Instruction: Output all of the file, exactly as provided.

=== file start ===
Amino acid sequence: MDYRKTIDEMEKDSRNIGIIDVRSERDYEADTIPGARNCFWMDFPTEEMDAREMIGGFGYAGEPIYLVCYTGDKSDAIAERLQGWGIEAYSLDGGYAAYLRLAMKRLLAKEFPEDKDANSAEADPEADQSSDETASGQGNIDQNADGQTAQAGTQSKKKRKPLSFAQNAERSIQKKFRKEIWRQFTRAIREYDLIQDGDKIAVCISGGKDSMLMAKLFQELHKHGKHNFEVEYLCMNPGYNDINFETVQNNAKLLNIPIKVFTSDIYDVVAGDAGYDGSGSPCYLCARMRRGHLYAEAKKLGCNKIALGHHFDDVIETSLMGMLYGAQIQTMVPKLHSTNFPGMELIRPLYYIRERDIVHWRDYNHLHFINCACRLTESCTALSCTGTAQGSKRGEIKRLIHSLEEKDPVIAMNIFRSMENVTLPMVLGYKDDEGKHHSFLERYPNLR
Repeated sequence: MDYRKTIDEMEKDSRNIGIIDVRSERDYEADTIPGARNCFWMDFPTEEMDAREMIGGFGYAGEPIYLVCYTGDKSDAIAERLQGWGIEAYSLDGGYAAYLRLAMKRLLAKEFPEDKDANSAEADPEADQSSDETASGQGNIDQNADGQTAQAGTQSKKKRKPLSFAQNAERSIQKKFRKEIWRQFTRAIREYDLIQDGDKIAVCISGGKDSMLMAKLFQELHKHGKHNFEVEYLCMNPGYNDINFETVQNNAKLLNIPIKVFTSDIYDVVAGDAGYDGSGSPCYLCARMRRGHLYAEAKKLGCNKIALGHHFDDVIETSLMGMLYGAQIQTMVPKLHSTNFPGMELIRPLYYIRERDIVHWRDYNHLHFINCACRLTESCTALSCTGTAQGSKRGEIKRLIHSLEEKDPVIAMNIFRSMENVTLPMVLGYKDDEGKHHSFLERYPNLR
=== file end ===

Amino acid sequence: MDYRKTIDEMEKDSRNIGIIDVRSERDYEADTIPGARNCFWMDFPTEEMDAREMIGGFGYAGEPIYLVCYTGDKSDAIAERLQGWGIEAYSLDGGYAAYLRLAMKRLLAKEFPEDKDANSAEADPEADQSSDETASGQGNIDQNADGQTAQAGTQSKKKRKPLSFAQNAERSIQKKFRKEIWRQFTRAIREYDLIQDGDKIAVCISGGKDSMLMAKLFQELHKHGKHNFEVEYLCMNPGYNDINFETVQNNAKLLNIPIKVFTSDIYDVVAGDAGYDGSGSPCYLCARMRRGHLYAEAKKLGCNKIALGHHFDDVIETSLMGMLYGAQIQTMVPKLHSTNFPGMELIRPLYYIRERDIVHWRDYNHLHFINCACRLTESCTALSCTGTAQGSKRGEIKRLIHSLEEKDPVIAMNIFRSMENVTLPMVLGYKDDEGKHHSFLERYPNLR
Repeated sequence: MDYRKTIDEMEKDSRNIGIIDVRSERDYEADTIPGARNCFWMDFPTEEMDAREMIGGFGYAGEPIYLVCYTGDKSDAIAERLQGWGIEAYSLDGGYAAYLRLAMKRLLAKEFPEDKDANSAEADPEADQSSDETASGQGNIDQNADGQTAQAGTQSKKKRKPLSFAQNAERSIQKKFRKEIWRQFTRAIREYDLIQDGDKIAVCISGGKDSMLMAKLFQELHKHGKHNFEVEYLCMNPGYNDINFETVQNNAKLLNIPIKVFTSDIYDVVAGDAGYDGSGSPCYLCARMRRGHLYAEAKKLGCNKIALGHHFDDVIETSLMGMLYGAQIQTMVPKLHSTNFPGMELIRPLYYIRERDIVHWRDYNHLHFINCACRLTESCTALSCTGTAQGSKRGEIKRLIHSLEEKDPVIAMNIFRSMENVTLPMVLGYKDDEGKHHSFLERYPNLR